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City of San Antonio Proposes Raising Minimum Wage To $13 For City Employees

Joey Palacios
Texas Public Radio
Elsa Caballero, President of SEUI Texas, leads protestors in a call for a $15 minimum wage

  The City of San Antonio will consider raising the minimum wage for city workers to $13 an hour, though protesters who gathered at City Hall Friday want it raised to $15 per hour.

About 20 people with the Service Employees International Union gathered on City Hall steps Friday afternoon, demanding the higher increase.  Even though the union doesn’t directly represent city workers, some of them appreciated the message.

“It’s high time that the city look at its workforce and not just pay attention to the federal minimum wage, but to look at what it costs to live here, to look at what people do for the city,” said Dexter Catmint, a supervisor for the San Antonio Library.  He manages 14 people, half of whom earn under $15 an hour.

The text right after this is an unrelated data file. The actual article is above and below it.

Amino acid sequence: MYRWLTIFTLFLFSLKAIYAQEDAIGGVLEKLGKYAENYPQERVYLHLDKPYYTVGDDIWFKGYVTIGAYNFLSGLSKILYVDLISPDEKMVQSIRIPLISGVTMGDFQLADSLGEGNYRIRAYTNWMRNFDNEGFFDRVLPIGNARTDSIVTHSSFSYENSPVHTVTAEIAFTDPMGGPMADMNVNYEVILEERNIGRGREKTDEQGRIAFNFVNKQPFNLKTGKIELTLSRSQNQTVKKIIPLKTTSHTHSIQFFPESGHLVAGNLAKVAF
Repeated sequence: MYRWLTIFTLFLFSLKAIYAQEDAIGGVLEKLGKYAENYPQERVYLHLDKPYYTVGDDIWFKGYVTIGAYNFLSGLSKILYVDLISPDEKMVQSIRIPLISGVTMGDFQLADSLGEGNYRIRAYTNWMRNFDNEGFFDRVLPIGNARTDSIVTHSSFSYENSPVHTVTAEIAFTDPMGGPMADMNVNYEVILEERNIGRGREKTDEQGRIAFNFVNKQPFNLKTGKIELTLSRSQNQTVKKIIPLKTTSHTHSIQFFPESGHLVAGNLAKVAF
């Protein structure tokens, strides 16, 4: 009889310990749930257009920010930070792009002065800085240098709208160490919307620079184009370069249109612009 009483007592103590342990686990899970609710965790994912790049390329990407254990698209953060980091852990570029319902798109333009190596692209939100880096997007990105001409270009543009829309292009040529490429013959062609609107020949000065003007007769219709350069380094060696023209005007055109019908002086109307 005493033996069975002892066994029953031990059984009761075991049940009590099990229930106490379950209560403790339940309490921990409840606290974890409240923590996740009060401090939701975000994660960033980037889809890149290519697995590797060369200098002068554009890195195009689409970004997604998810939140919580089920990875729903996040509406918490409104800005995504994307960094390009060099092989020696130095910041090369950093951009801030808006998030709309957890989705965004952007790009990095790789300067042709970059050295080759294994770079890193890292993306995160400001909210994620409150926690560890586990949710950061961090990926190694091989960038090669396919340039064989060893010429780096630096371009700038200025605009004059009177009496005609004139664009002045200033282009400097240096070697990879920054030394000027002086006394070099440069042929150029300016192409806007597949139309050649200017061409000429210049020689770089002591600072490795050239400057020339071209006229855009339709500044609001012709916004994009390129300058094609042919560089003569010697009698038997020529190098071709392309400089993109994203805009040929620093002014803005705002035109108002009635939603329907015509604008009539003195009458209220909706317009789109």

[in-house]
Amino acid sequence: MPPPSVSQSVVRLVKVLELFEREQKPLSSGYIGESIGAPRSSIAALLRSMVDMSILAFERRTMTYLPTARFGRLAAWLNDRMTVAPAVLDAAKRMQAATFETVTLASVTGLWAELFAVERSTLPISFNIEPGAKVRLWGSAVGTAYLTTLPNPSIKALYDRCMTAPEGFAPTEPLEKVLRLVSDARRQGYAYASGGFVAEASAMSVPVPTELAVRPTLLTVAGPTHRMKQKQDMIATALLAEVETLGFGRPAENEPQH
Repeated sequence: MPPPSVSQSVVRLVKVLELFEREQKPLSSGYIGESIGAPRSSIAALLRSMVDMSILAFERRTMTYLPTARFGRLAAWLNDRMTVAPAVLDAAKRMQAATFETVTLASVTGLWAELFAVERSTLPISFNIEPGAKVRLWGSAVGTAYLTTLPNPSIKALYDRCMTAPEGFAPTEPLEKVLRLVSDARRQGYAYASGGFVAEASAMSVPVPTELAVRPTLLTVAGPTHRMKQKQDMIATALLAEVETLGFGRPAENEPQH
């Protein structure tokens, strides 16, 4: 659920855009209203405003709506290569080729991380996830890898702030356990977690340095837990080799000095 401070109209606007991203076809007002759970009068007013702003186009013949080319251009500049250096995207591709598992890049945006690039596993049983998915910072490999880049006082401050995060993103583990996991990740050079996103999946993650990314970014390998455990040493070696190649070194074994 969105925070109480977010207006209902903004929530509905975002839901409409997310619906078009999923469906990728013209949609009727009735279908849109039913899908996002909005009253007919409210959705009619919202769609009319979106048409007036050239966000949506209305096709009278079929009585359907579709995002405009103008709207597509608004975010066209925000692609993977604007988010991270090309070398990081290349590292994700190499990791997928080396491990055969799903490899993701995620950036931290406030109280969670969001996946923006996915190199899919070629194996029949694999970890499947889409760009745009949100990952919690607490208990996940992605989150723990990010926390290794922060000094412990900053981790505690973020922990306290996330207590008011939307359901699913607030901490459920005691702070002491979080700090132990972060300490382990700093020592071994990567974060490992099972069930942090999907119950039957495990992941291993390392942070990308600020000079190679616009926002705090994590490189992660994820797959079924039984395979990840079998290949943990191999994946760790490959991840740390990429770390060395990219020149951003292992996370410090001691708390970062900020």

“No one goes to work for the library to get rich, or for the city for that matter, unless you’re high up.”

City Manager Sheryl Scullery is expected to propose a wage increase to $13 per hour next week. In June, the city council asked the City Manager to see if increasing the minimum wage was a reality.

“It’s currently at $11.47,” said Jeff Coyle, Intergovernmental Relations Director for the city.

“The city manager has gone back, looked revenues, looked at the budget and is going to propose this Thursday an increase to $13.”

City council members would have to approve the increase as part of the budget.

Currently, 17% of the city’s 7,700 civilian employees make between $11.47 and $12.99 per hour and would see their hourly wage rise.  It would be the first time the City of San Antonio agreed to pay more than the federal governments wage recommendations for a family of four.

Based on budget projections, increasing the entry level wage to $13 per hour would cost $2.9 million a year.  A minimum wage of $15 per hour would cost $9.6 million.